bozobub at March 20th, 2014 15:28 — #18
Funny, how the school says no such thing, considering it would make them look a LOT less foolish.
anthonyc at March 20th, 2014 15:31 — #19
Sarcastic or not, similar events are fairly common and not at all unbelievable.
Ah, I see where you went wrong. The executives are possibly sane, but do not share "educate children to become good citizens" as an overarching primary goal, and as a result systematically excluded realization and sanity from their systems of discipline.
At some point schools, ironically, seemed to decide students were incapable of thinking, and began treating them accordingly. It's not good for your sanity to be smart as a kid, it just means you're that much more bothered by the idiocy you're powerless to change. Reminds me of a fictional instance that makes a good limiting case, http://hpmor.com/chapter/18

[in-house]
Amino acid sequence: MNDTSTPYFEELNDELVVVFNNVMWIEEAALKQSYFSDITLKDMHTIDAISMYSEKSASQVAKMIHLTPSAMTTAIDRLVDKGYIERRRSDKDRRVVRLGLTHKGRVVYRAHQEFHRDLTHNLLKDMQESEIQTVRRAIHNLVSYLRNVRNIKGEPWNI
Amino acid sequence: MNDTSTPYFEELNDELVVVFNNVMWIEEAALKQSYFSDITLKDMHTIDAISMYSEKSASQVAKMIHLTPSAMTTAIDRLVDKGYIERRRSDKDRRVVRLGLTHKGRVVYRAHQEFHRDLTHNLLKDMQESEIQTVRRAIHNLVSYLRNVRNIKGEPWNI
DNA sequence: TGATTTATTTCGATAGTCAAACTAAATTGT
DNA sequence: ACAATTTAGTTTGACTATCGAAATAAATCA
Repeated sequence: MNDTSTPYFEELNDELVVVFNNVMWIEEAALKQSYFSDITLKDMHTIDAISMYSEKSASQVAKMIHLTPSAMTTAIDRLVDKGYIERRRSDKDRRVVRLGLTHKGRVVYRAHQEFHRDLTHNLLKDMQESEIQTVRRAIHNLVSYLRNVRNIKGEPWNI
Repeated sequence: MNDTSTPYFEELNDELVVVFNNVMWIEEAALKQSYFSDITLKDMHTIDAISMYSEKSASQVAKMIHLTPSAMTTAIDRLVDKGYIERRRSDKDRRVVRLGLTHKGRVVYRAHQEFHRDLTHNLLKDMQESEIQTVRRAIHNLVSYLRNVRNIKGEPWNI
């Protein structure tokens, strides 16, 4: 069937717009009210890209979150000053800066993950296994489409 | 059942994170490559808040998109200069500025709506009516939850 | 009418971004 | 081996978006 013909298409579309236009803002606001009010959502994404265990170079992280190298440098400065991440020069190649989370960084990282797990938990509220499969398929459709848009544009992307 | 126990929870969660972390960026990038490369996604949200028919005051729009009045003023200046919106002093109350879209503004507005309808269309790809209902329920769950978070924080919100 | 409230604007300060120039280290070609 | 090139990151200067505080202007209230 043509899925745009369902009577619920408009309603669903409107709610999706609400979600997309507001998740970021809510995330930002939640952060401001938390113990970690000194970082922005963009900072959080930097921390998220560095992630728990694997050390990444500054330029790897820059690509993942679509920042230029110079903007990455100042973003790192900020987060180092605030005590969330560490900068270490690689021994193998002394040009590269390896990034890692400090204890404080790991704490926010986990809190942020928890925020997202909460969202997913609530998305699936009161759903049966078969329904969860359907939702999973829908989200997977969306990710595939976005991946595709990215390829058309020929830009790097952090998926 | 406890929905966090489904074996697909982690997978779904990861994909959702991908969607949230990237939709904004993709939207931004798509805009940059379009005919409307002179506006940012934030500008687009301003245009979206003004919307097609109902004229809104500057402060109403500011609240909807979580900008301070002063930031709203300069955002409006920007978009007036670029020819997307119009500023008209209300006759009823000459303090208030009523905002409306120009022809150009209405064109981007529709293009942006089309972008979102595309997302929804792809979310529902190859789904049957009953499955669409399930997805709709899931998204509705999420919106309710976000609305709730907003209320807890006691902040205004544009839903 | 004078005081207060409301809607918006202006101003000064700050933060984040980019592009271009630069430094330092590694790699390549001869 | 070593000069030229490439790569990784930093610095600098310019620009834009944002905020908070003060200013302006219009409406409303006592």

devinc at March 20th, 2014 15:54 — #20
My personal experience with human beings is that they're usually pretty sane and intelligent (even if they're irrational or wrong), once you try to understand things from their point of view. There are always remarkable exceptions, and having to allow for these imposes a high transaction cost in interacting with strangers, but I've found this rule much more useful than jumping to the conclusion that people are stupid on first evidence.
Systems, on the other hand, are stupid much more often.
I think you're right in saying we are not getting enough information here; the facts don't correspond to how people usually behave. Either there are more details, or somewhere a system has broken down.